"As a student group, we call ourselves ‘Students for the Passing of the Narcotics Control Act.’ Which is a really long name” (laughs).
That’s Emily Bone. She’s originally from Illinois, and is a junior majoring in social work at Evangel University.
She tells me the story of that long-named student organization while we sit outside, on her campus on a beautiful March day.
Her story starts last fall, when Bone’ class began studying opioid abuse in Missouri.
“Even some of us, as social work students, we didn’t even know about it until we started researching the issue, just for assignments and things.”
As they learned more, she says it was startling.
"Why aren't we talking about this all the time? People are dying from this every day."
According to the Centers for Disease Control and Prevention, sales of prescription opioids in the U.S. almost quadrupled from 1999 to 2014. However, the study notes, the pain Americans reported over the span remained unchanged. But prescription opioid overdose deaths rose at about the same level.
“When someone gets hurt, say a 16 year old breaks their leg riding a skateboard, and they get their first opioid, they get that first high,” said Bone. “If they become addicted to that pill, they’re going to search for a stronger high. And that stronger high is heroin. They get that on the street. And they die so easily from it.”
As the class researched the topic further, professor and head of Evangel’s Social Work Department, Lacey Nunnally, says that students and professors began brainstorming what could be done in Missouri. And then: an opportunity.
“I wrote for a grant from the Council on Social Work Education, and received it, and it’s for policy, ‘how can you affect policy in your community,’” says Nunnally.
With the grant as a starting point, the students and professors considered what policy to support. They decided on a piece of controversial legislation: a bill that would establish a prescription drug monitoring program, or PDMP, in Missouri.
“Missouri is the only state that does not have a prescription drug monitoring program. Guam does, I think Puerto Rico does. 49 States do," says Nunnally.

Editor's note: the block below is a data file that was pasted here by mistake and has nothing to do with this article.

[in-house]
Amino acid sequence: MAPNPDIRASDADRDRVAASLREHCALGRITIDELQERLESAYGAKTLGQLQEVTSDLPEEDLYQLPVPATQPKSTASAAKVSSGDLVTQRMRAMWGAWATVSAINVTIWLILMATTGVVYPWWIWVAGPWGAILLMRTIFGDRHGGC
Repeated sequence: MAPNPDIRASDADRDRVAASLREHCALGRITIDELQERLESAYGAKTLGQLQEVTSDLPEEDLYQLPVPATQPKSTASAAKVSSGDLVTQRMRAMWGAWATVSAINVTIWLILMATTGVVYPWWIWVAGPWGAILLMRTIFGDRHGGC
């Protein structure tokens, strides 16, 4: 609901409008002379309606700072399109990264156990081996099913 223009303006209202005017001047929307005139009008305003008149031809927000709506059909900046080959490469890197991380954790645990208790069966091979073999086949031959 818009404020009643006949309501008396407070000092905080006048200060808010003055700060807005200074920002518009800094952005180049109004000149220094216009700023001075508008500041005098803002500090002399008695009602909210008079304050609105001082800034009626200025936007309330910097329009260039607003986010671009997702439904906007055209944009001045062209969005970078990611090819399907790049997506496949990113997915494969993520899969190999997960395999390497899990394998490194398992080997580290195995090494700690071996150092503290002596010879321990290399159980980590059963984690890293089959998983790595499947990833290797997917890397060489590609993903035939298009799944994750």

State Representative Holly Rehder has been pushing for a monitoring program, but the idea has been tossed back and forth in the legislature for the past five years, mainly due to concerns about privacy.
Nunnally and the students began supporting Representative Rehder’s efforts, only to see another bill fail in the legislature. So, the team rolled up their sleeves for another attempt.
“I basically did the research on opportunities, then put it in the syllabus and they have just gone with it. But they’ve also had autonomy, such as, on what kind of town hall meeting they wanted to have,” says Nunnally.
Bone says the first town hall greatly exceeded the students’ expectations.
"Luckily the room was full,” says Bone, during a recent tour of the approximately 100 seat auditorium. “And the great part about it was, it wasn’t just full of students, we actually had community leaders show up and present things.”
Bone is grinning at the memory of the successful town hall. But as we walk outside into the warm, bright afternoon, her tone turns serious.
“I was in a car accident my sophomore year of high school, with my mom, and she was ejected from the car, it was a very tragic thing. She had a shattered knee, her wrist was shattered, and of course she needed prescription pain pills. I think there is a place for opioids in our society. So I absolutely want to preface this story that my mom needed those pills.”
Bone describes her mother as a hardworking, middle class woman. By looking at her mom, she says, you would never guess that she had once been addicted to opioids.
In fact, Bone says she did not realize the gravity of her mother’s problem until last Thanksgiving, when she made a trip home and began talking about the legislation she and her peers were advocating for.
“When I told her about the prescription drug monitoring program, she was like ‘That was me, Emily. I dealt with that.’ And I was kind of shocked. I was like, wait. What? You did?”
And that, Bone says, reveals perhaps one of the biggest hindrances to curbing drug abuse.
“No one would have assumed my mom would be dependent on prescription drugs. I think when a lot of us hear the words drug addict or we hear the word heroin, I think we automatically assume it’s some person on the streets. And it’s not that way with this drug at all. It’s the soccer mom, it’s our grandma, it’s our grandpa. And I think that’s the most important part: that it’s affecting everyone.”
A few weeks ago, Bone told her story to legislators in Jefferson City.
In all, this group of social work students as been to the state capitol four different times to support the bill, which also has a mirror bill in the Senate this year.
Bone is optimistic about the measure becoming law this time around.
But even if its passage is unsuccessful, Bone says she’s prepared to start the advocating process anew.